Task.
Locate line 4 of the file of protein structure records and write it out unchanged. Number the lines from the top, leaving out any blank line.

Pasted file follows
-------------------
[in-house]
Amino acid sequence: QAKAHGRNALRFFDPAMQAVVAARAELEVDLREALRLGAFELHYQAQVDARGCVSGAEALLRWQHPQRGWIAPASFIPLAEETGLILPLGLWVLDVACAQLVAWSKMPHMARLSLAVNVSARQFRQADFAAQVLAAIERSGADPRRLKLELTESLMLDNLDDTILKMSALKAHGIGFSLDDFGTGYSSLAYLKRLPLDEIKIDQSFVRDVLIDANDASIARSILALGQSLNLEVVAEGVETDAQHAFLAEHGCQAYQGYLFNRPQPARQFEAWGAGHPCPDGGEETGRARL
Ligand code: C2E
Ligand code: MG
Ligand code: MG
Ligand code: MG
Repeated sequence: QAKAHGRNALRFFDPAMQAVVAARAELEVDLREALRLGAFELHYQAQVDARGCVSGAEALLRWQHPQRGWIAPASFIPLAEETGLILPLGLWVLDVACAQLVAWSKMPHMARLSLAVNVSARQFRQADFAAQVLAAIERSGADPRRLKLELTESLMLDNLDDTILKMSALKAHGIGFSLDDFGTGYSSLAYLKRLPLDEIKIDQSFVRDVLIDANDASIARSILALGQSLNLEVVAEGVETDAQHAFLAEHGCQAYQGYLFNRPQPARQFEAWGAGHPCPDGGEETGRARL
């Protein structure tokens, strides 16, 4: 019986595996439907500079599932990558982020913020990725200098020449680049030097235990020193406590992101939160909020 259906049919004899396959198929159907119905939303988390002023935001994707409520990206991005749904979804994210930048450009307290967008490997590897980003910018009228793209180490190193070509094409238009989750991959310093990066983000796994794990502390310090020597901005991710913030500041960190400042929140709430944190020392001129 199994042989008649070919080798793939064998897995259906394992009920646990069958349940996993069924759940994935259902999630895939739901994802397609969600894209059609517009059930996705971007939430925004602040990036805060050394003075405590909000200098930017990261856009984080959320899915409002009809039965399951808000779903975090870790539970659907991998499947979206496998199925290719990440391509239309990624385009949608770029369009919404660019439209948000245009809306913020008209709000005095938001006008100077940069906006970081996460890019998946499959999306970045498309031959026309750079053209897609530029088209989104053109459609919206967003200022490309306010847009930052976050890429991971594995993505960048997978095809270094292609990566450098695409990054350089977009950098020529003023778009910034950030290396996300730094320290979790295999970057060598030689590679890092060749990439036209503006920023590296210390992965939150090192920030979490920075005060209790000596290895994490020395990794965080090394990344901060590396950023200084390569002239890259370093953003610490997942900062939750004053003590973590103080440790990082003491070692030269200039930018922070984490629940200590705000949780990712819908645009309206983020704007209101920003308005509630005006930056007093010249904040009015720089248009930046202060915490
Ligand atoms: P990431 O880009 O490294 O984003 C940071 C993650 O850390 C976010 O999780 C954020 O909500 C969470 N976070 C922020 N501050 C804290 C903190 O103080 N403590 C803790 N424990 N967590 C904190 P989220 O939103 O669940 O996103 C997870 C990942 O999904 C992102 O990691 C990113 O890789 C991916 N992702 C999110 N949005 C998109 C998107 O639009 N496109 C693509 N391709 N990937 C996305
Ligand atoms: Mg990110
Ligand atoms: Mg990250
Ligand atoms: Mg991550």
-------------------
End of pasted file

Ligand code: MG